Author: Demy, Timothy J
Date published: January 1, 2012
Fisher, David, and Brian Wicker, eds. Just War on Terror? A Christian and Muslim Response. Burlington, Vt.: Ashgate, 2010. 231pp. $29.95
This edited volume provides fourteen essays on various aspects of combating terrorism and insurgencies from a justwar perspective. All the contributors, with the exception of Philip Bobbitt, an American, are from the United Kingdom. Contributors are prominent members of their respective faculties and are well-known within the fields of war and security studies. While the subtitle accentuates religious traditions with respect to the just-war tradition, the volume is not a dialogue between religious perspectives, nor is every chapter devoted to religious interpretations. Rather, the book is a collection of essays, of which two are authored by practicing Muslim scholars. Apart from these essays, the religious dimensions of combating terrorism are not prominently presented.
The two essays by Islamic scholars are especially helpful for readers interested in the religious dynamics of post-9/11 terrorism. In the first, "Terrorism and Islamic Theologies of Religiously- Sanctioned War," Tim Winter, who lectures in Islamic studies at the University of Cambridge and is an imam at the Cambridge Mosque, recounts the interaction of Islamic jurisprudence with the emerging international system of the nineteenth century, as scholars and leaders in Muslim countries have sought to integrate various religious interpretations with international political realities. He also provides a useful overview of the concepts of jihad and hiraba. The second significant essay is that of Ahmad Achtar, "Challenging Al-Qa'ida's Justification of Terror." Achtar is a lecturer in Islamic studies at Heythrop College, University of London, and he argues, with documentation, that al-Qa'ida's justifications of terror are not part of mainstream Sunni religious and legal thought and are not shared by the majority of Muslims.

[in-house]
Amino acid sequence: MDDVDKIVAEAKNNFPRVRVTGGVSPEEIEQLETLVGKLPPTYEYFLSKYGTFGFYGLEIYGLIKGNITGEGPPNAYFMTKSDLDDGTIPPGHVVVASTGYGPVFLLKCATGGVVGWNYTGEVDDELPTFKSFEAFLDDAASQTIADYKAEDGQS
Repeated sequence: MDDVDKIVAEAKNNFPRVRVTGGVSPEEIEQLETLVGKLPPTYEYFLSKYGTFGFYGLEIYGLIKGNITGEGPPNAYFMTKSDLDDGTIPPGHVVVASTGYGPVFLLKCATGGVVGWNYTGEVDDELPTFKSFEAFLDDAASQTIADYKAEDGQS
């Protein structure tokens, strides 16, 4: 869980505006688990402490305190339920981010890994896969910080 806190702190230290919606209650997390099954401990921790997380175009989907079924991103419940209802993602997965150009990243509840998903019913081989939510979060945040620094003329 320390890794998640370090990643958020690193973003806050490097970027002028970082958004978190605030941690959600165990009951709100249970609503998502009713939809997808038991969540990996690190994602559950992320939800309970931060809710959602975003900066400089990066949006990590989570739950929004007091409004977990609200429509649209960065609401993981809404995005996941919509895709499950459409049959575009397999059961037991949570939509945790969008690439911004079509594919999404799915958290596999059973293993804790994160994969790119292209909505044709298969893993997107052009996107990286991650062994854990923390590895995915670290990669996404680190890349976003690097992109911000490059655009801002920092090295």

Other essays focus more on aspects of the conflicts in Iraq and Afghanistan and on tenets of the just-war tradition.
Of these, three essays in particular stand out as of interest to readers of this journal: Sir Michael Howard's "Philip Bobbitt's Terror and Consent: A Brief Critique," Brian Wicker's "Just War and State Sovereignty," and David Fisher's "Terror and Pre-emption: Can Military Pre-emption Ever Be Just?"
In the final chapter, the editors offer a reflection on countering terrorism justly after 9/11. In these few pages they provide an excellent summary of the weaknesses of al-Qa'ida and the likelihood of its eventual demise. They also remind readers of the necessity of maintaining ethical standards in the midst of conflict: "A common thread running through all the lessons learnt has thus been a rediscovery of the importance of morality even amidst and, indeed, particularly amidst the pressures and passions of conflict."
As with most edited volumes, not every chapter will appeal to everyone. However, for anyone interested in contemporary just-war thought, its viability, and its relevance to twenty-first-century warfare, there is much in this volume on which to reflect.
TIMOTHY J. DEMY
Naval War College